Year Released: 2009
Directed by: Joe Wright
Starring: Robert Downey Jr., Jamie Foxx,
(PG-13, 105 min.)
"A friend is a gift your give yourself." Robert Louis Stevenson
This story of a classically trained, now homeless cellist and the journalist who befriends him has everything you deserve to expect, except the clichés. Based on a true story, its tenderness is reined in by an underlying reality that actually augments the scintillating performances by the two leads.
It helps that our journalist, Steve Lopez (Robert Downey Jr.), is a semi-rebellious risk taker who is turned on rather than off by the schizophrenic mutterings of the two-stringed violin player he meets under a statue of Beethoven not far from his LA Times office. And at the time, Lopez, his face a bruised and bloodied mask because of a recent bicycle crash, does not look that different from the raggedly flamboyant Nathaniel Ayers (Jamie Foxx). Of course, it’s not so much altruism as his nose for a good story that fuels Lopez’s friendship at first. And Ayers is incredibly good copy at that, almost as good at that outrageous lab named Marley, without all the shredded couches and eviscerated garages to go along with him.
That’s not to say the Juilliard School of Music dropout doesn’t have a few quirks, though. One is his obsession with litter control, even if he does his picking up of the stray cigarette butt in the midst of oncoming traffic. Nathaniel is also inordinately attached to his shopping cart of treasures, refusing to go anywhere without it, even if it is to a dress rehearsal of a Beethoven concert at the posh Disney Hall and Music Center.
Catherine Keene is excellent as Lopez’s editor and strangely fond ex wife, who alternately scolds and cajoles him as he nurtures his relationship with Nathaniel. When Lopez wants to withdraw from that taxing commitment, not quite comfortable on the pedestal Nathaniel has placed him, she scoffs that he is more comfortable with merely exploiting the so called friendship, a charge that seems to have a personal edge to it as well. In fact, the mostly friendly banter is so steeped in a “life is stranger than fiction” uniqueness, that I was disappointed to learn this angle was apparently dreamed up for the film and not part of Lopez’s book.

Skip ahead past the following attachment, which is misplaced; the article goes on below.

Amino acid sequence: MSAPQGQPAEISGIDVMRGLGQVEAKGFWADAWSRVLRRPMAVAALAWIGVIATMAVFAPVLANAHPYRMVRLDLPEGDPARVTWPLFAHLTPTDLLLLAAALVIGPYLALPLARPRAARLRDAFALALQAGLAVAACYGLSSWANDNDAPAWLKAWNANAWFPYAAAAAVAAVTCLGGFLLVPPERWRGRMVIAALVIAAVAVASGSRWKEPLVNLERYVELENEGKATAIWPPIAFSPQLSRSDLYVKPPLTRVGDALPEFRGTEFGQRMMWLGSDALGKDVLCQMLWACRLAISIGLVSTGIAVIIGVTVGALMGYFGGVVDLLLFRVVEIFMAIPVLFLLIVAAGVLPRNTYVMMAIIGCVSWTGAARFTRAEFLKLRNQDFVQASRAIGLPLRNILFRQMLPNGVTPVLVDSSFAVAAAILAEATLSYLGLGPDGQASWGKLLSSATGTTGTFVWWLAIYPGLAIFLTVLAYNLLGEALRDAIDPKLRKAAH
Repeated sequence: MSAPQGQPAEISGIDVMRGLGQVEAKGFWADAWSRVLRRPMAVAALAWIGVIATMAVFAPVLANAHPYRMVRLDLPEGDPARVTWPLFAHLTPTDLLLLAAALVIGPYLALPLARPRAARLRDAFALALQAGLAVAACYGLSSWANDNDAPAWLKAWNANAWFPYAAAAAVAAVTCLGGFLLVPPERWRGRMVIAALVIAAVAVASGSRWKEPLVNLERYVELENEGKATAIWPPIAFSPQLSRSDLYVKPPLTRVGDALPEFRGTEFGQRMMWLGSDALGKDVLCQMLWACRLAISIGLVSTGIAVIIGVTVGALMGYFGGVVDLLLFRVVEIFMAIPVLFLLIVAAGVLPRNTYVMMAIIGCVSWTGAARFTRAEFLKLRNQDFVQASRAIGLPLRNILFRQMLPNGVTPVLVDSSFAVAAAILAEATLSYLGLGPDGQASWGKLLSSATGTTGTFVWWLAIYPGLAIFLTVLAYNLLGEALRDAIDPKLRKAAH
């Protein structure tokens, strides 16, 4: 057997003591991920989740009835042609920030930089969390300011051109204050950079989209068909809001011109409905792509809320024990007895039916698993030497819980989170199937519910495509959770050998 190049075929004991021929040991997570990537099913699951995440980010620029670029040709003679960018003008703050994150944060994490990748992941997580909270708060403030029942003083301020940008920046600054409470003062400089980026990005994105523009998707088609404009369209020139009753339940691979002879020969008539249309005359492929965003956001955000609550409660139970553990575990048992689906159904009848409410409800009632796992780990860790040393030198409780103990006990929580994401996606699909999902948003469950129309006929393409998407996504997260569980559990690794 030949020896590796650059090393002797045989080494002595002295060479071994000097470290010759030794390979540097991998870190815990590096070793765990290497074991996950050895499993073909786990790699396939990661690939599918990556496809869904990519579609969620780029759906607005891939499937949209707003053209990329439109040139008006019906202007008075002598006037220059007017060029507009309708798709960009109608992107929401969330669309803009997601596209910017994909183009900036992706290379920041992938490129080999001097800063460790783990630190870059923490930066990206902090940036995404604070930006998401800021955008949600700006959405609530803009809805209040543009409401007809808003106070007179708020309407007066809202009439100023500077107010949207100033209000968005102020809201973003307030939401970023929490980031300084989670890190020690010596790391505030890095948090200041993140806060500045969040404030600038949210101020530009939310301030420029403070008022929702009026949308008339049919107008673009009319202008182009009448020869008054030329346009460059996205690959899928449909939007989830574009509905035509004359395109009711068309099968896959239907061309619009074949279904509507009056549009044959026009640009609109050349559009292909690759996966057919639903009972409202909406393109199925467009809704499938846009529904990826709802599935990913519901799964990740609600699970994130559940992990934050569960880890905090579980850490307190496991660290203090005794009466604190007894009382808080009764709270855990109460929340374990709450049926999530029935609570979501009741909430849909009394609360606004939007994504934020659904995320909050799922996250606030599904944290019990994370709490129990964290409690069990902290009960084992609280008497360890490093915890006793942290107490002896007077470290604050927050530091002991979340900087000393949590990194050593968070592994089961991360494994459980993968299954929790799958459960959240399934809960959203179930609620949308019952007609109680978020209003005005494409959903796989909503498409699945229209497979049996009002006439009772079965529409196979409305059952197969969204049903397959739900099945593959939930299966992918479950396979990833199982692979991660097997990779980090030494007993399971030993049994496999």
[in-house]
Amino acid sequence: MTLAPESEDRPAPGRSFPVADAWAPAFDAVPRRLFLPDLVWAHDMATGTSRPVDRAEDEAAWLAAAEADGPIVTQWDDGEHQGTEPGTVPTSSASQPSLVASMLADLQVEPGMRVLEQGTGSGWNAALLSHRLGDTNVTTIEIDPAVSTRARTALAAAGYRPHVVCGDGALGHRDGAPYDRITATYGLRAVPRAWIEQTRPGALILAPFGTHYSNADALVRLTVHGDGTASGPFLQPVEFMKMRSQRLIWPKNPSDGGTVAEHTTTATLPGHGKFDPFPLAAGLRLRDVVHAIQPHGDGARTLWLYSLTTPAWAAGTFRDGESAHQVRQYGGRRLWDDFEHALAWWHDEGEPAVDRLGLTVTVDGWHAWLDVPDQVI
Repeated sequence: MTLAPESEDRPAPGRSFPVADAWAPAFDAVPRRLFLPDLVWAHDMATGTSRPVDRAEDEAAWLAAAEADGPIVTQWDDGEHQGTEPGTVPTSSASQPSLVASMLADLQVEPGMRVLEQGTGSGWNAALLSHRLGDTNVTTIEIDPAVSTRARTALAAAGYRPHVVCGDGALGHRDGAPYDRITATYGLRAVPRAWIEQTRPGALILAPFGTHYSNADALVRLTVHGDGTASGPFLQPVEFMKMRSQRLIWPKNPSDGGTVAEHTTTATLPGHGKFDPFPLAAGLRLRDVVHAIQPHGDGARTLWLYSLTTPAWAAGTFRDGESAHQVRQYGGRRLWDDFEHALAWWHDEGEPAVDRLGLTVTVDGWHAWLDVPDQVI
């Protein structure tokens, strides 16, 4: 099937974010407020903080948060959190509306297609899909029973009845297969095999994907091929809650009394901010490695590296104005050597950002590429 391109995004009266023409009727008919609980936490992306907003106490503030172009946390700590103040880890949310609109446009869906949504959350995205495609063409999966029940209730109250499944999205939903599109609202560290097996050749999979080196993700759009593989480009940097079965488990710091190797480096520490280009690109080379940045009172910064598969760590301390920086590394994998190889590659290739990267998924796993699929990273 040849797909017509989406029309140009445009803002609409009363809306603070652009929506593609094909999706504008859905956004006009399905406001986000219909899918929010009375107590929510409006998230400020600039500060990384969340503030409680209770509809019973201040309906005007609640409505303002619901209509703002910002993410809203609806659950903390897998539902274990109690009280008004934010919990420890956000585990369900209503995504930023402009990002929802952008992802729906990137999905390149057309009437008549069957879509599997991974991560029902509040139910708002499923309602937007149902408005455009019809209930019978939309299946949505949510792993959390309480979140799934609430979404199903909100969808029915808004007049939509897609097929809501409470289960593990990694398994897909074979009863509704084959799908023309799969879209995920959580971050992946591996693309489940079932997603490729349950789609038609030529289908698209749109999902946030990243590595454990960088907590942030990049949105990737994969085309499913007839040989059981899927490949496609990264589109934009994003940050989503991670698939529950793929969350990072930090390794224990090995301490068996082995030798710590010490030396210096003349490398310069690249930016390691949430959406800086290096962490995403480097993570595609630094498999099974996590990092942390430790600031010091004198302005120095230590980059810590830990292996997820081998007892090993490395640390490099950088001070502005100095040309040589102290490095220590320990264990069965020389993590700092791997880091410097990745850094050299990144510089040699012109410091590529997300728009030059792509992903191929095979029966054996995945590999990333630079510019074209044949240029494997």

Other aspects of The Solist are quite authentic, such as the role of the Lamp Community, an LA based nonprofit that helps people living with severe mental illness move from the streets to homes. Its website boasts an 85% success rate in doing so. Several of these individuals are featured as actors and extras in the film, which lends an almost documentary feel at times.
In particular I remember the words of one participant in group therapy who gives a simple yet poignant description of her medication. “I can feel the voices starting to rise, and I know the pills will make them go down. But I miss them because sometimes the voices, they comfort me.” The director has some wisdom for Lopez, who thinks the twin magic bullets -- diagnosis and medication – can cure Nathaniel. “Do you think these people have not been diagnosed, dozens of times? And it hasn’t done much good for any of them, “ he tells a properly chastened Lopez.
Lopez’s stories about Nathaniel motivate others to help as well. An elderly reader who can no longer play because of arthritis donates her cello, and the mayor pledges more funding for the homeless. A professional cellist offers free lessons, though unfortunately, his contribution is pictured with some cynicism, while the possible political expediency of the mayor is never brought up. It seems the cellist is a devout Christian, a somewhat dubious affiliation, according to the film, and his portrayal is tinged with some condescension and caricature.
Like that fragile package we call life, this film is strewn with small triumphs and disasters, with dreams acknowledged but never quite attained, with the bittersweet rewards of friendship, and a future both unpredictable and filled with promise.
Nathaniel’s favorite composer is Beethoven. He literally worships the man and is in a state of ecstasy when he hears or plays his compositions. It might surprise him that his musical mentor had a few things to say about cooking as well as music.
One of his most famous quotes: “Only the pure of heart can make a great soup.”
Unfortunately, the young Nathaniel, in the throes of his mental illness, does not appreciate the pure heart of his sister who dared venture into his basement retreat to bring him soup. He not only rejects it, but forces it upon her, the warm liquid melding with her tears as she flees the room.
Maybe we can give Nathaniel another try with this German soup from Beethoven’s homeland. It contains apples as well as applejack brandy. What’s not to like?
German Apple Onion Soup
2 pounds onions, halved and thinly sliced
1/4 cup butter
1 (49.5 fluid ounce) can chicken broth
1 (14 ounce) can beef consommé
1 (12 fluid ounce) can frozen apple juice concentrate, thawed
2 cups apple juice
1/4 cup applejack brandy or Calvados
1 pinch white pepper, or to taste
1 Granny Smith apple - peeled, cored and thinly sliced
Set aside about 1/2 cup of the onions to use later as a garnish. Melt the butter in a large pot over medium heat. Stir in the onion, and cook until the onion has softened and turned translucent but not browned, about 10 minutes. Pour in the chicken broth, beef consomme, apple juice concentrate, apple juice, and applejack liquor. Bring to a simmer over medium-high heat and season with the white pepper. Reduce heat to medium-low, cover, and simmer 1 hour.
To serve, place a pinch of the reserved raw onions in the bottom of a soup bowl. Ladle the soup into the bowls, and float a few slices of apple on top to serve.
Recipe Source: allrecipes.com